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Lebanon’s Muslim officials sign petition against Christian exodus

Displaced Iraqi Christians, who fled the violence in the city of Mosul, sit outside the St. Joseph church as they took refuge in Irbil, August 20, 2014. (AFP/Ahmad al-Rubaye)

BEIRUT: Muslim Lebanese officials signed a petition Friday to condemn the assault on Christians of the region, calling on religious figures, political heads, civil society and the international community to mobilize efforts to restore the rights and property of assaulted Christians.

The exodus of Christians from their cities and villages is an “unjust aggression” that violated the "sanctity of their Churches," the petition said.

In further condemnation, the petition said the assault against Christians “constitutes a crime against humanity and a [crime] against religion and the nation.”

Mohammad al-Sammak, the secretary-general of the Islamic Spiritual Summit in Lebanon, organized the petition, which was signed by Speaker Nabih Berri, former Prime Minister Fouad Siniora, Interior Minister Nouhad Machnouk and Sidon MP Bahia Hariri, alongside several other ministers and lawmakers.

The Islamic Spiritual Summit represents members from the Shiite, Sunni and Druze sects in Lebanon.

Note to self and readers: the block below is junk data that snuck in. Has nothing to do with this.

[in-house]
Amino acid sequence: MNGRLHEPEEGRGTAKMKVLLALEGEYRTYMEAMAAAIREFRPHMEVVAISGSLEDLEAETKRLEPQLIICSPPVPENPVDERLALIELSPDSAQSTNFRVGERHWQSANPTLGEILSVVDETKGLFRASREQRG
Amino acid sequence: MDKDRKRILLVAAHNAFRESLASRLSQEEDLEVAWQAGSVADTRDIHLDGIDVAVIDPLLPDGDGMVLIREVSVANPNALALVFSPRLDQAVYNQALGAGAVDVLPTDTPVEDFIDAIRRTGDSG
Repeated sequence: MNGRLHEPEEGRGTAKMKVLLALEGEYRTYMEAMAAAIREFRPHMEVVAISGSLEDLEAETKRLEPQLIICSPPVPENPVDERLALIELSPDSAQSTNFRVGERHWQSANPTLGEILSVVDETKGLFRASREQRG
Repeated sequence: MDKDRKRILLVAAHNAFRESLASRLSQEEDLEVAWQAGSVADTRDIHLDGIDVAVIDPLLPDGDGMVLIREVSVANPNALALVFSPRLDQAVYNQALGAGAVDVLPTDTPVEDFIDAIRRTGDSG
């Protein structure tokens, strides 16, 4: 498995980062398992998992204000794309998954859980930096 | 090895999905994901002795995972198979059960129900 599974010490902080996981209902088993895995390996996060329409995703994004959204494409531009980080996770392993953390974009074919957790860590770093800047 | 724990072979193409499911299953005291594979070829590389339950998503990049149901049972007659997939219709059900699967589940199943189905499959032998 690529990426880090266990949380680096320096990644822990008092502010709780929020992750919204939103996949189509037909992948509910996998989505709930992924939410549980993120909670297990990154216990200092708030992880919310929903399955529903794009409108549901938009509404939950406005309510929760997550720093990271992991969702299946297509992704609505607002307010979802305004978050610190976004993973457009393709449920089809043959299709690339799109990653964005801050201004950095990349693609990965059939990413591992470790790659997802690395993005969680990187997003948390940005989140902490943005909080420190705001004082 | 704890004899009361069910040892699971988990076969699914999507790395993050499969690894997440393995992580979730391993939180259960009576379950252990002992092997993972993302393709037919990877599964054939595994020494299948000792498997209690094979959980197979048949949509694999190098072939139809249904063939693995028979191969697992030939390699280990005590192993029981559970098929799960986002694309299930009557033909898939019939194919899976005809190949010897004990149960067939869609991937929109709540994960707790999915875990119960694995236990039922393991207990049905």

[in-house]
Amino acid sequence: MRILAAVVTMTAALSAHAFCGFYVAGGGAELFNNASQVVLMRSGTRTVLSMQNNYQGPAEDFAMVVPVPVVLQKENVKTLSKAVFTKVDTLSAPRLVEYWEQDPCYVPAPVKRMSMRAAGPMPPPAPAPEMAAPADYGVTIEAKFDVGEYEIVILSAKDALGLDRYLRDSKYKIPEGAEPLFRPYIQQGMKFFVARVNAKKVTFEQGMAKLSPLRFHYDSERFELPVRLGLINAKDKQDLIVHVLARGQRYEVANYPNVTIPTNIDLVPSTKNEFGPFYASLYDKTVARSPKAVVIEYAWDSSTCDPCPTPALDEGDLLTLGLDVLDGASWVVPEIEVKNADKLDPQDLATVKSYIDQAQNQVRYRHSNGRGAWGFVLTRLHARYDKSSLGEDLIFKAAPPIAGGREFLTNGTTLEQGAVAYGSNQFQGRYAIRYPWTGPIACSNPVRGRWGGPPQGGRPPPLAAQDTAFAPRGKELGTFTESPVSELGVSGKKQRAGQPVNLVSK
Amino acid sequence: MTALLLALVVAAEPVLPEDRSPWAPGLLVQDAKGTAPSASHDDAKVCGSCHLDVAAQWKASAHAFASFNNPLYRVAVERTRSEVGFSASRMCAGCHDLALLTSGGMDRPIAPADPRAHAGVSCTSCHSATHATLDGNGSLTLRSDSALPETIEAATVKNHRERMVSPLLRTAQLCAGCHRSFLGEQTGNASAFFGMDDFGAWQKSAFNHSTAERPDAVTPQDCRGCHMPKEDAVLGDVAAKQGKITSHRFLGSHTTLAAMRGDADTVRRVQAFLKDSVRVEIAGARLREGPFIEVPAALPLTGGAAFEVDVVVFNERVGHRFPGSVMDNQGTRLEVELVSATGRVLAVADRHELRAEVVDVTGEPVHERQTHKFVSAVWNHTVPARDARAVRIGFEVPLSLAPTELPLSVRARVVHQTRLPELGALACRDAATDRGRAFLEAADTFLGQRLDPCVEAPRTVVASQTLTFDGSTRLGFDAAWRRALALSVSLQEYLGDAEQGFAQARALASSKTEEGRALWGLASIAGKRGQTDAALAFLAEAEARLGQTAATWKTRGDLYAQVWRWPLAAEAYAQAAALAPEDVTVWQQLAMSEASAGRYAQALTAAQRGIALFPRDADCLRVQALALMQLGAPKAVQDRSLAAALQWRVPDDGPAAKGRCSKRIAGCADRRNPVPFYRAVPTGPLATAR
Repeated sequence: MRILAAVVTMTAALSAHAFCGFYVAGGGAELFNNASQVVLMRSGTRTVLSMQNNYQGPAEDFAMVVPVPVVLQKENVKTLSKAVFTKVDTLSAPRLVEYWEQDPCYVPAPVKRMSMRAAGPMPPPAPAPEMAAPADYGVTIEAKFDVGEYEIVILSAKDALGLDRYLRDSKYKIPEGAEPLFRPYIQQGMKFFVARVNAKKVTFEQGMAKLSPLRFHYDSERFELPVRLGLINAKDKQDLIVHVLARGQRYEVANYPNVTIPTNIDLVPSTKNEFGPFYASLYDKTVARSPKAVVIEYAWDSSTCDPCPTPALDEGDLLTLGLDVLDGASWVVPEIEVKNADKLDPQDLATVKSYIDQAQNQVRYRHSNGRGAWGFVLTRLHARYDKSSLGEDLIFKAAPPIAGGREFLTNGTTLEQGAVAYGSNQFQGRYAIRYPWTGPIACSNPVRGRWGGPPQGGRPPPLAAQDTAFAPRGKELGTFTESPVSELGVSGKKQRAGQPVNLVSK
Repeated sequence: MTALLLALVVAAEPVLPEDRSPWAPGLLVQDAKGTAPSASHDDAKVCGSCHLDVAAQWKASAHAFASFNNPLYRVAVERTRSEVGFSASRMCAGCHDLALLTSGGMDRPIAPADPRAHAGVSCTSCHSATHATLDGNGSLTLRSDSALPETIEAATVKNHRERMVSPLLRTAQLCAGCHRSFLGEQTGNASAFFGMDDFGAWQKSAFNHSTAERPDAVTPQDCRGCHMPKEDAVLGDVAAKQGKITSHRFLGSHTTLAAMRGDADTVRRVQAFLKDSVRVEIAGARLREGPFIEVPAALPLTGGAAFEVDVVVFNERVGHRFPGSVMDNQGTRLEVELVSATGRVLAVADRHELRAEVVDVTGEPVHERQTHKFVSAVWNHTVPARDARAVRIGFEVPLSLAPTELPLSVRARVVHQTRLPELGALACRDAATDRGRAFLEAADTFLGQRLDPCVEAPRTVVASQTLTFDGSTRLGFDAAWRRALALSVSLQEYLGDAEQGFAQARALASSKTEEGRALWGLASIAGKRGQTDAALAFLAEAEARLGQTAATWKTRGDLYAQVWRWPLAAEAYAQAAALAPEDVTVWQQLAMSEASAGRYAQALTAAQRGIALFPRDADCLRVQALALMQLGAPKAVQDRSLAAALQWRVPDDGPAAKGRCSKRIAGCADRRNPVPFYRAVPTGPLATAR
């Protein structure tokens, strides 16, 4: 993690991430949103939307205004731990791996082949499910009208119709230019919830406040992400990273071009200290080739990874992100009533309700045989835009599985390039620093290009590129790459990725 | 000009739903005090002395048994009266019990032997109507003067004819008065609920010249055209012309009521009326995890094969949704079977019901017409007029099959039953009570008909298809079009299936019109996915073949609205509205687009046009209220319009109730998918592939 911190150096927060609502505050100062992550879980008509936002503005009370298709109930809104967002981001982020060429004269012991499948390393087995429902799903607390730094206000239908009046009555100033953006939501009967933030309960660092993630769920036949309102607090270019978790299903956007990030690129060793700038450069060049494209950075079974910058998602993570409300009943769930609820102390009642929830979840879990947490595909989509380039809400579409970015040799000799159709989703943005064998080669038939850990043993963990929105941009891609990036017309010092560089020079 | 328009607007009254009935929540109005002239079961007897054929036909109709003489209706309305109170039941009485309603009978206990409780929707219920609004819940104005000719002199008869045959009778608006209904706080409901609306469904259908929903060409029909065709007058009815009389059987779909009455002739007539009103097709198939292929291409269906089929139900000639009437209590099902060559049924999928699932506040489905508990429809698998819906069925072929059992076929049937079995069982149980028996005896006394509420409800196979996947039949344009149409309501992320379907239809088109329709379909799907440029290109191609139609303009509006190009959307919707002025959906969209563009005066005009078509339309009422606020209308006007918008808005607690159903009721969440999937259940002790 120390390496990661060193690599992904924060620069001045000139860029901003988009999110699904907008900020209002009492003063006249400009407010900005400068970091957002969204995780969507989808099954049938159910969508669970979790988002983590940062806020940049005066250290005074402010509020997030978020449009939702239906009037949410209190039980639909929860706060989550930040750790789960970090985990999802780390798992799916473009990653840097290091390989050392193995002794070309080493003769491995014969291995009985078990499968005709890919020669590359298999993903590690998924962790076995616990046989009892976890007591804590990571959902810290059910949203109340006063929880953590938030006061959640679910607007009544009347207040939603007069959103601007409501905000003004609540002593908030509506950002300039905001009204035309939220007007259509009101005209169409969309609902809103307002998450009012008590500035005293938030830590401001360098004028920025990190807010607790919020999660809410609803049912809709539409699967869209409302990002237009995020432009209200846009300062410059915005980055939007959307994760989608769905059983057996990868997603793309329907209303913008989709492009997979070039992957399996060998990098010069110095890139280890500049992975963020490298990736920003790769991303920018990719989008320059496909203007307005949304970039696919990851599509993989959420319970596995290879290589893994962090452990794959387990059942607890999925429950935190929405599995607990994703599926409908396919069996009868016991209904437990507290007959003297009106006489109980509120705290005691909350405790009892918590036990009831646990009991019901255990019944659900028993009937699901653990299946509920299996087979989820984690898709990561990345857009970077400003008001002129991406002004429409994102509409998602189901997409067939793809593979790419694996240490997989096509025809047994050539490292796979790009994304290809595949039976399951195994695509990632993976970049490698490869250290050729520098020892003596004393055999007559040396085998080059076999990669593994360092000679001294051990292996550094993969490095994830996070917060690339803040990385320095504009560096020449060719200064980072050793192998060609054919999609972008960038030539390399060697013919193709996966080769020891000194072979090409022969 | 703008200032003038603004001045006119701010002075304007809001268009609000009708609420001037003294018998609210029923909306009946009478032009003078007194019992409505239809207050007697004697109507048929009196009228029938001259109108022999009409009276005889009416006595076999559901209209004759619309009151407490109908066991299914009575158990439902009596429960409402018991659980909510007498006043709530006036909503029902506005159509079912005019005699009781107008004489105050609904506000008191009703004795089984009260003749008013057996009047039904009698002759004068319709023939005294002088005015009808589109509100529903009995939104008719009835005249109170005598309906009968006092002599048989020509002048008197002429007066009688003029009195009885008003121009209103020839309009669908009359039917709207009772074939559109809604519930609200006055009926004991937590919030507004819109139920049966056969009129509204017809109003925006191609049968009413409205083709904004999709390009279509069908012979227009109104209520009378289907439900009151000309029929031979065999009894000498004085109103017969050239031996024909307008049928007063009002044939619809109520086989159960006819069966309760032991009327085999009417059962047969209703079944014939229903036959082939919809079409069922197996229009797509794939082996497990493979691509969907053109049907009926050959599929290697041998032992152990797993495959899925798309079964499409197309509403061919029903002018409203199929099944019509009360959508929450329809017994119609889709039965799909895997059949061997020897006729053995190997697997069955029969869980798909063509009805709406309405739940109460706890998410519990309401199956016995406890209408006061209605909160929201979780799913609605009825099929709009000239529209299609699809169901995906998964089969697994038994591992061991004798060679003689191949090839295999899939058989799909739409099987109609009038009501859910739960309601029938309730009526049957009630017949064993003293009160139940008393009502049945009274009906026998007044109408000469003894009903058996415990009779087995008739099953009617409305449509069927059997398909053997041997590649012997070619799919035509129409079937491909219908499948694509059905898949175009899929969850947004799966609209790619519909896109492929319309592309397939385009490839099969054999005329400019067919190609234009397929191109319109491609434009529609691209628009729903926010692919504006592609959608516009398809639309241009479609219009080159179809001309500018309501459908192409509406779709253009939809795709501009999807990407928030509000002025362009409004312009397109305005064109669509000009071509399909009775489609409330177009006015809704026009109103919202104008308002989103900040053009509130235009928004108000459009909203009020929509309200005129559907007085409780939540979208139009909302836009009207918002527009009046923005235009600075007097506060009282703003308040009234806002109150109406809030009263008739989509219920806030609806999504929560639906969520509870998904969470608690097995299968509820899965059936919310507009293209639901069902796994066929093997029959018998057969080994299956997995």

Through the petition, Sammak called on Islamic groups to denounce both the crimes as well as the actors committing them.

He also appealed to Islamic religious references in the Arab World in order to free Islam from “the grip of its captors.”

Sammak called on Arab governments to assume “ethical and constitutional responsibility toward its citizens” who have fallen prey to groups that don’t know the “sanctity of humanity and the holiness of religion.”

The statement urged civil society actors to offer necessary humanitarian aid to Christians, while pressing allied states to refrain from facilitating the emigration of the region’s Christians, arguing that such a move would serve the terrorist goal of tearing up the versatile social fabric in the Arab world.

Appealing to the Islamic Cooperation Council and the Arab League, Sammak urged both organizations to cooperate with the United Nations and the Security Council, as to launch a joint international initiative to ward off “the dangerous terrorist” threat.

 

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Summary

Muslim Lebanese officials signed a petition Friday to condemn the assault on Christians of the region, calling on religious figures, political heads, civil society and the international community to mobilize efforts to restore the rights and property of assaulted Christians.

The statement urged civil society actors to offer necessary humanitarian aid to Christians, while pressing allied states to refrain from facilitating the emigration of the region's Christians, arguing that such a move would serve the terrorist goal of tearing up the versatile social fabric in the Arab world.


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